More Hamilton County residents are turning in circles

Carmel may be the hijacked capital of the United States, but other suburbs in Hamilton County are rapidly gaining.

Increasingly, Fishers, Noblesville and Westfield build roundabouts when intersection improvements come due, either due to increased traffic, disrepair, road projects or new developments in the area.

Examples abound throughout the department, where 290 roundabouts have been built or are planned.

The reconstruction of State Route 37 via Fishers will include three roundabout exits. Noblesville is building roundabouts at five intersections as part of its reconstruction of Pleasant Street. Westfield sets up a roundabout at East Street during its widening of State Road 32.

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“With Carmel pushing roundabouts so soon, Hamilton County drivers have gotten used to it, seen they are safe and have become more comfortable and accept to them,” said Noblesville engineer Alison Krupski.

Carmel, which built its first roundabout in 2001, now has 141. Carmel has so many, in fact, that there are only 15 intersections left without one. But Noblesville has 34 with 13 more planned and Westfield has 23 roundabouts with seven in progress.

Fishers has 22 roundabouts but plans to add 32 by 2040. And the suburb recently announced it would build a roundabout at one of its busiest intersections – 96th Street and Allisonville Road – to replace a Michigan left turn.

‘It was time’ :Fishers U-turn to Michigan’s left; upcoming change at 96th street intersection

Mayor Scott Fadness said city engineers determined a two-lane roundabout could handle the 55,000 cars a day crossing the crossing with shorter wait times than a standard intersection. .

City spokeswoman Ashley Elrod said the number of planned roundabouts does not represent a general preference for them over standard intersections, but if the design and traffic conditions are correct they will be taken into account.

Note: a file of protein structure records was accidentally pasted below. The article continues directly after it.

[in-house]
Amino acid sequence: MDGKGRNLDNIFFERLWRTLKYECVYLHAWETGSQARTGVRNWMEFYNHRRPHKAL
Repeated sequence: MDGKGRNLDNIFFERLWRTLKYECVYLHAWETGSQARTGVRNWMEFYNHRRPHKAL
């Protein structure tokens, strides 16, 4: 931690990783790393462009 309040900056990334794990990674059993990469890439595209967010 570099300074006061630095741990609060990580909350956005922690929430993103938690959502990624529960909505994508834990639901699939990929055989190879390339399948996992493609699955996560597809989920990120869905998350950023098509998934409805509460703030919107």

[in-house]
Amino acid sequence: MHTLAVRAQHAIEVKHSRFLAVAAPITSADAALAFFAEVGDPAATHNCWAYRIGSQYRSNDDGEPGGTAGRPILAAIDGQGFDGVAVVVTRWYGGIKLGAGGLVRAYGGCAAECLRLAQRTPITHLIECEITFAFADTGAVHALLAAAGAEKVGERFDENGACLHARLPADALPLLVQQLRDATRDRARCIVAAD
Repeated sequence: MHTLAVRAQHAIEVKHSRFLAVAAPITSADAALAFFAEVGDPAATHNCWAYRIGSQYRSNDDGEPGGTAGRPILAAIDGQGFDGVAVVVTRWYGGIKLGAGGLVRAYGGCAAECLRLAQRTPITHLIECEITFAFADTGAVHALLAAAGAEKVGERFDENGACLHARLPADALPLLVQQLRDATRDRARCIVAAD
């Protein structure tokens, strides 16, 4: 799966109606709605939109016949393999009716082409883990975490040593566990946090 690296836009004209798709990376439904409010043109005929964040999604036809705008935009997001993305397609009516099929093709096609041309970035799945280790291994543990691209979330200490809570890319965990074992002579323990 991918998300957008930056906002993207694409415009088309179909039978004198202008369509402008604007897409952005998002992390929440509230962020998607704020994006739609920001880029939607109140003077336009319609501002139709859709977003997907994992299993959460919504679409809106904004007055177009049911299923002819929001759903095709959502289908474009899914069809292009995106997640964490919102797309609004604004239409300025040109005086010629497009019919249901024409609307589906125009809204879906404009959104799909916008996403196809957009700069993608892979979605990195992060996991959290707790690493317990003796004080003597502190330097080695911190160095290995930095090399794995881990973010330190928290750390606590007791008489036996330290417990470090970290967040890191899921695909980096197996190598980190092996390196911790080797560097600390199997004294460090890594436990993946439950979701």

“We review each intersection on a case-by-case basis,” Elrod said. “Some make sense to turn into a roundabout, others require a traffic light.”

Because roundabouts generally require more space than traditional intersections, cities sometimes have to acquire private property, but try to avoid doing so.

No private property is to be taken for the 96th Street roundabout as the developer of a planned $98 million mixed-use project at the northwest corner has agreed to donate land near from the intersection so that it can be used for the roundabout.

But the intersection of 96th Street and Allisonville Road, where improvements are planned, will remain a traffic signal even though Fishers has purchased land on the corner that will allow it to widen the streets.

In Noblesville, a roundabout is planned at 146th Street and Allisonville Road. The project, which will be carried out by the Hamilton County Highway Department, will make Allisonville a roundabout that passes under a bridge on 146th Street.

Others read:Big change coming to Allisonville Road and East 146th Street

Noblesville is also planning three roundabouts on busy State Road 32 at River Road, at the junction with SR 38, and at Mill Creek.

Krupski said studies have shown roundabouts can handle high traffic, but one of their underappreciated benefits is that they eliminate waiting at traffic lights when traffic is light.

“Out of peak hours, people don’t like to sit there waiting for the light to change,” she said.

Another advantage is that in business districts, if drivers miss their turn at a store’s parking light, it is easy to turn around at the next roundabout and come back. she declared.

Although the other towns close the gap with Carmel in the number of roundabouts, they are unlikely to match it in roundabout art.

Carmel has sculptures at 12 roundabouts and recently announced plans for four more at 96th Street intersections.

These artworks will be themed “Indiana Classic Cars” and will be placed at the 96th Street roundabouts at Priority Way, Delegates Row, Gray Road and Hazel Deli Parkway.

Call IndyStar reporter John Tuohy at 317-444-6418. Email [email protected] and follow Twitter and Facebook.

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